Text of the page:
What it may lack in talent, the 2011 NBA Draft makes up for in intrigue. No one can say with any certainty what any team will do with their pick. Regardless, John Mitchell and Brady Ford try their best to do just that.
John had the odds and Brady took the evens.
This isn’t a great draft in terms of overall talent, and I think that Kyrie Irving is really the only sure thing out there. He’s pretty much a lock to be the first pick, and he should be. He’s an unselfish point guard, but he has an outstanding offensive game. He’s quick, and can knock down shots all over the court. I’ve seen comparisons to Deron Williams, and that’s not off-base. He has a ton of potential, and I fully expect him to make an immediate impact in Cleveland.
2. Minnesota Timberwolves — Derrick Williams (PF/Arizona)
Derrick Williams isn’t an ideal fit for Minnesota, so a trade either before or after the pick is made is likely, but Williams will almost certainly be the 2nd pick. Williams is a very good all-around prospect with no real weaknesses other than his status as a tweener, stuck between SF and PF. Despite this, he looks to be an impact player in the NBA. I don’t like Williams quite as much as some do, but I think he’ll at least be a Thaddeus Young-type who can be a very effective scorer by using his quickness to exploit mismatches at PF.
3. Utah Jazz — Brandon Knight (PG/Kentucky)
The Jazz have Devin Harris at point guard, but it doesn’t look like he’s going to be the long term option in Salt Lake City. Brandon Knight has question marks, and will need to take better control of the ball to be a successful pro. But, he’s an impressive athlete, and has a much better jump shot than most rookie point guards. He won’t replace the production of Deron Williams, but I expect Knight to be an upgrade over Devin Harris.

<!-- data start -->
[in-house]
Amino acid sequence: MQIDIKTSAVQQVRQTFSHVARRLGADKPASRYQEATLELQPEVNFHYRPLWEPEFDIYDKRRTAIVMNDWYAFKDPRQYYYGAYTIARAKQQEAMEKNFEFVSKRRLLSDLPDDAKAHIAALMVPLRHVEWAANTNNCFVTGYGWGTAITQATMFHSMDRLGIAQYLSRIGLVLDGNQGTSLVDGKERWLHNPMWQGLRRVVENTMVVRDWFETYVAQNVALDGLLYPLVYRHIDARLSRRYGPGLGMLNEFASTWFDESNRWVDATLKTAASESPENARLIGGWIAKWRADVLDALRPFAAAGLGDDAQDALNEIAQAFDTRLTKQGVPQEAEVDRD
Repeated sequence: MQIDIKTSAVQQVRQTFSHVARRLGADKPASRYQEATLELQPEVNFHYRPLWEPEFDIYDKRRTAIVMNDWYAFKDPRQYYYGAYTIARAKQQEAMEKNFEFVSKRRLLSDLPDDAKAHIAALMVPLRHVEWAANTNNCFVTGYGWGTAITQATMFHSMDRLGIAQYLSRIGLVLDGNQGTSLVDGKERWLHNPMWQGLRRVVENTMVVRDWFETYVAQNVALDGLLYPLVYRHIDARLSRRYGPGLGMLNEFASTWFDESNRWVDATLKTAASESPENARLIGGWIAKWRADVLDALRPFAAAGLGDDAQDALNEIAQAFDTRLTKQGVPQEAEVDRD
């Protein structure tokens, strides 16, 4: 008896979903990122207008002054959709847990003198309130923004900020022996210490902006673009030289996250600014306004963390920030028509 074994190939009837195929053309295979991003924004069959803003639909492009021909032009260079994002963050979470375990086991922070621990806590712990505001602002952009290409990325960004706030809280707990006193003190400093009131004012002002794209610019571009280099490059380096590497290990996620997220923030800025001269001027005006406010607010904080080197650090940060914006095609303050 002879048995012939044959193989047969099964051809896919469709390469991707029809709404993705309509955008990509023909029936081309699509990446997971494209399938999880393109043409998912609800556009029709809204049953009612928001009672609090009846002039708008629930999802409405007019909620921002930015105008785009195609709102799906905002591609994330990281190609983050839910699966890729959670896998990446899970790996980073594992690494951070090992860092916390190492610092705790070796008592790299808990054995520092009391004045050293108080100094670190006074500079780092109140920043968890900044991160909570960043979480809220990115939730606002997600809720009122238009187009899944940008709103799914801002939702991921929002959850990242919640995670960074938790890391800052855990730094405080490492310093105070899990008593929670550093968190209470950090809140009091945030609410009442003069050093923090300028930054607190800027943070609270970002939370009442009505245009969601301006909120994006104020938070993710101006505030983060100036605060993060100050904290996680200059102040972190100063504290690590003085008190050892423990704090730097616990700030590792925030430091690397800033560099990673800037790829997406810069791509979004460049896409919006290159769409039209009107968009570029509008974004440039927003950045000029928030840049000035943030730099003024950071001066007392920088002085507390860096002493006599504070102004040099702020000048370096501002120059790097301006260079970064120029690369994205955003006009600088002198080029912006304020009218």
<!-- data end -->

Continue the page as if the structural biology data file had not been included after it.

4. Cleveland Cavaliers — Enes Kanter (C/PF/Turkey)
The Cavs were looking at Valanciunas at this spot, but with news breaking that he is very unlikely to play until the 2012-13 season, Kanter becomes the choice. Kanter is a fantastic talent, but he’s also never played college basketball and played less than 40 total minutes in the Euroleague, making him perhaps the biggest risk/reward prospect in this draft. Kanter played very well in the 2010 Nike Hoop Summit, thoroughly outplaying Jared Sullinger, and was also the MVP of the 2009 FIBA U18 World Championship. Whether or not he’s progressed as a player while sitting on the bench, we just don’t know.
5. Toronto Raptors — Kemba Walker (PG/UConn)
There weren’t many more productive college players than Kemba Walker, who capped off a great career by leading UConn to the National Championship. Kemba reminds me somewhat of Allen Iverson. He’s not quite on that level in terms of his quickness and ball-handling, but he plays a similar style. He has a very high ceiling, but he has a lower floor than both Irving and Knight.
6. Washington Wizards — Jan Vesely (SF/Czech Republic)
Jan Vesely defies many stereotypes of European basketball players, both positively and negatively. He’s an uber-athletic forward that throws down more dunks than he makes three pointers. While not a strength, his shooting ability is not a major weakness, except at the free throw line. With Vesely’s size and athleticism, he should be a very good player. He’s played over 1,200 minutes in the Euroleague with Partizan over the last few years, meaning he’s far more battle-tested than the other top international players. John Wall would love to play with a guy like Vesely.
7. Sacramento Kings — Jimmer Fredette (PG/BYU)